U.S. House Rep. Eric Burlison of Missouri, front left, poses for a photo on Capitol Hill with students and staff members from Columbia College’s TRiO Student Support Services program. Front row, left to right: Rep. Burlison and Joey Senevey. Back row: Lina Snyder, TRiO Director Kim Kinyon Coke, Allison Simmons, TRiO Advisor Heather Frisbey and Nicholas Horne.

Students and staff from Columbia College’s TRiO Student Support Services (SSS) program ventured to Washington, D.C., this spring to explore our nation’s capital and advocate for the TRiO SSS program on a national level.

Four students and two staff members made the trip from March 17-23, as the students shared their personal stories about TRiO’s impact in supporting them on their educational journey.

“Oh, what a trip!” says Kim Kinyon Coke, director of TRiO SSS at Columbia College. “We came, we explored, we connected, we made a difference. As costs continue to rise and considerations for budgeting become more intense, our TRiO delegation wanted to remind our politicians of the faces behind their decisions. Our students carried a message of hope and impact.”

TRiO SSS is a federally-funded program, administered by the Department of Education, aimed at encouraging eligible students to complete their college degrees. The program supports first-generation students as well as those who meet federal income guidelines or have documented physical, learning or mental health disabilities. Eligible four-year CC Day Program students receive free tutoring, mentoring and educational workshops in addition to career support.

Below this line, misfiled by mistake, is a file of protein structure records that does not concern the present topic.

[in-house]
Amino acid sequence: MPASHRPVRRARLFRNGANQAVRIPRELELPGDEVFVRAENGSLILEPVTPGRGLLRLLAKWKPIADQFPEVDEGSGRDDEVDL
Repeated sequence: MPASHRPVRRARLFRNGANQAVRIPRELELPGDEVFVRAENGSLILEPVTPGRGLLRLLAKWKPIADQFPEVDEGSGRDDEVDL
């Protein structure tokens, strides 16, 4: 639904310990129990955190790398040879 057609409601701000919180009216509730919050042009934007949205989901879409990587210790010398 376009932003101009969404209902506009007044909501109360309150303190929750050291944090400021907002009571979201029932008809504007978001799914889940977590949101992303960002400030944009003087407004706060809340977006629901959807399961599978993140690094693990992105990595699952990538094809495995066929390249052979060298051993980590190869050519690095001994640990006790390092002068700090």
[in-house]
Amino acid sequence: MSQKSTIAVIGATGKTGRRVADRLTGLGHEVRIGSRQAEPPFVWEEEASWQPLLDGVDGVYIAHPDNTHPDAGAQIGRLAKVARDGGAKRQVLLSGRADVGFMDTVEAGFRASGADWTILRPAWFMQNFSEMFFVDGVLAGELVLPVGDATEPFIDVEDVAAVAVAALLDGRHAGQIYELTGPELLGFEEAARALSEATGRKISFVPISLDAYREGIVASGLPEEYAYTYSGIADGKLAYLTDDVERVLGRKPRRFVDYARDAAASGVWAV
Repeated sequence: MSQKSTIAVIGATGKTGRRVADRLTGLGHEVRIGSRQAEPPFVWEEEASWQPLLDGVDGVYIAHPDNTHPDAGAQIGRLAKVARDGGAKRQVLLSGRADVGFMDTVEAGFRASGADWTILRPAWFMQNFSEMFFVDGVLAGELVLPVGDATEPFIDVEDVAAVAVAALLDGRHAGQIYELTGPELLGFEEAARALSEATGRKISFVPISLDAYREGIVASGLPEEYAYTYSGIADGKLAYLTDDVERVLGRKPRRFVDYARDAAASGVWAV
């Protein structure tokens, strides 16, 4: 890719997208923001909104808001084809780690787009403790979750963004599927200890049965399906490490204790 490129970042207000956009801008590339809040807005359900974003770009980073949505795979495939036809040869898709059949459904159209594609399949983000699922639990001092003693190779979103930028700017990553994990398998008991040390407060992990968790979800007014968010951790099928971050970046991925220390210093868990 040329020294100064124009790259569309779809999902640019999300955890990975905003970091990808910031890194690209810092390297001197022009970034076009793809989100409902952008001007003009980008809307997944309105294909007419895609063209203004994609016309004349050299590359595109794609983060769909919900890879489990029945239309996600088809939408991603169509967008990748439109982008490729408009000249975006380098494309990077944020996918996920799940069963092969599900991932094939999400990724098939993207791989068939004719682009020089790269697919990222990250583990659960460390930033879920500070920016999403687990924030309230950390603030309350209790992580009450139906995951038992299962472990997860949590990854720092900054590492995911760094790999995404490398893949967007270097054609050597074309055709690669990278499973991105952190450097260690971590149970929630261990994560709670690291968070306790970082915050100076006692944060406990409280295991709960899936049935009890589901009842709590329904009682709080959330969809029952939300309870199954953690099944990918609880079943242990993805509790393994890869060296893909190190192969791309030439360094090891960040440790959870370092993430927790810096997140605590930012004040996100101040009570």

Members of the Missouri TRiO delegation pose for a photo at the Library of Congress. Front row: Joey Senevey. Back row, left to right: Heather Frisbey, Kim Kinyon Coke, Amari Clifton, Allison Simmons and Lina Snyder.

On the recent trip, CC students joined with other students from Missouri to meet with elected officials who serve in the U.S. Senate and U.S. House of Representatives. The group spoke with the Chair of the House Budget Committee, Rep. Joey Arrington of Texas, about the importance of education for students from low-income communities to escape poverty and change their trajectory.

The Missouri delegation’s specific requests of Congress included additional funding for TRiO to cover cost-of-living increases; additional funding to create 55 new TRiO SSS programs nationally; expeditious movement on correcting Free Application for Federal Student Aid (FAFSA) challenges related to information that informs students of their TRiO eligibility; and timely notification of TRiO grant awards.

CC received a $1.38 million grant in 2020 to provide funding for TRiO SSS for five years. That was the fourth time the program at CC has received a grant renewal since its establishment in 2001. The college is currently seeking another five-year renewal of the impactful grant.

“The intention of our advocacy is to keep the TRiO story fresh in the minds of those voting on funding measures that keep our programs afloat,” Coke says. “Beyond our asks, the importance of the relationship-building that took place was priceless. Our students were our champions, sharing their stories and representing TRiO and Columbia College in authentic and impactful ways.”